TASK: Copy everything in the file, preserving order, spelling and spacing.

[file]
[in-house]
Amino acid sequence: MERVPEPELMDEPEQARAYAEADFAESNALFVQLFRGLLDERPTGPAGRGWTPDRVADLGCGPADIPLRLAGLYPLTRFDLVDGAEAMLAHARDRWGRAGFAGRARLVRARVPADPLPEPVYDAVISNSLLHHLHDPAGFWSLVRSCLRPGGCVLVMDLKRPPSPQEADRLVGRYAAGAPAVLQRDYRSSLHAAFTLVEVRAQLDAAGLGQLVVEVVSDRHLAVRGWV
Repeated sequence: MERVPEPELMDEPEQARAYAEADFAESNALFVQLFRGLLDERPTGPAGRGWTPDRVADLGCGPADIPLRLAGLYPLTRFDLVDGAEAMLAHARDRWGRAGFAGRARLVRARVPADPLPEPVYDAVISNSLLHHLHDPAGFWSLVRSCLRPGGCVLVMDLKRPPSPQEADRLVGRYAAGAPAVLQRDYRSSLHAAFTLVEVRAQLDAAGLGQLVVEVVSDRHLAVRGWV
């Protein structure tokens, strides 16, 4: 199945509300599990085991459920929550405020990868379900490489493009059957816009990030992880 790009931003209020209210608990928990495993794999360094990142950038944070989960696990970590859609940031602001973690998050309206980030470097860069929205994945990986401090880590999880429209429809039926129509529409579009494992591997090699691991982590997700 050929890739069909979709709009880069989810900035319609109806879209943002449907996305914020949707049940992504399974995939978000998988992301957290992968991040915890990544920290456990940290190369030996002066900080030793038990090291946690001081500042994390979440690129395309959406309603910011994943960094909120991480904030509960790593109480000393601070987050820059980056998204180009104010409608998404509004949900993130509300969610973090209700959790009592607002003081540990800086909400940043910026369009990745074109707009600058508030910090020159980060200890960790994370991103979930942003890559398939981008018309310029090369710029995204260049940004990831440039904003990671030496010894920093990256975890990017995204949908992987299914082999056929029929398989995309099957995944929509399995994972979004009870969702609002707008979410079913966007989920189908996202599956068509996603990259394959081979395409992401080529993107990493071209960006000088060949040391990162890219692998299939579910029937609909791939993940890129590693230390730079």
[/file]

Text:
[in-house]
Amino acid sequence: MERVPEPELMDEPEQARAYAEADFAESNALFVQLFRGLLDERPTGPAGRGWTPDRVADLGCGPADIPLRLAGLYPLTRFDLVDGAEAMLAHARDRWGRAGFAGRARLVRARVPADPLPEPVYDAVISNSLLHHLHDPAGFWSLVRSCLRPGGCVLVMDLKRPPSPQEADRLVGRYAAGAPAVLQRDYRSSLHAAFTLVEVRAQLDAAGLGQLVVEVVSDRHLAVRGWV
Repeated sequence: MERVPEPELMDEPEQARAYAEADFAESNALFVQLFRGLLDERPTGPAGRGWTPDRVADLGCGPADIPLRLAGLYPLTRFDLVDGAEAMLAHARDRWGRAGFAGRARLVRARVPADPLPEPVYDAVISNSLLHHLHDPAGFWSLVRSCLRPGGCVLVMDLKRPPSPQEADRLVGRYAAGAPAVLQRDYRSSLHAAFTLVEVRAQLDAAGLGQLVVEVVSDRHLAVRGWV
């Protein structure tokens, strides 16, 4: 199945509300599990085991459920929550405020990868379900490489493009059957816009990030992880 790009931003209020209210608990928990495993794999360094990142950038944070989960696990970590859609940031602001973690998050309206980030470097860069929205994945990986401090880590999880429209429809039926129509529409579009494992591997090699691991982590997700 050929890739069909979709709009880069989810900035319609109806879209943002449907996305914020949707049940992504399974995939978000998988992301957290992968991040915890990544920290456990940290190369030996002066900080030793038990090291946690001081500042994390979440690129395309959406309603910011994943960094909120991480904030509960790593109480000393601070987050820059980056998204180009104010409608998404509004949900993130509300969610973090209700959790009592607002003081540990800086909400940043910026369009990745074109707009600058508030910090020159980060200890960790994370991103979930942003890559398939981008018309310029090369710029995204260049940004990831440039904003990671030496010894920093990256975890990017995204949908992987299914082999056929029929398989995309099957995944929509399995994972979004009870969702609002707008979410079913966007989920189908996202599956068509996603990259394959081979395409992401080529993107990493071209960006000088060949040391990162890219692998299939579910029937609909791939993940890129590693230390730079």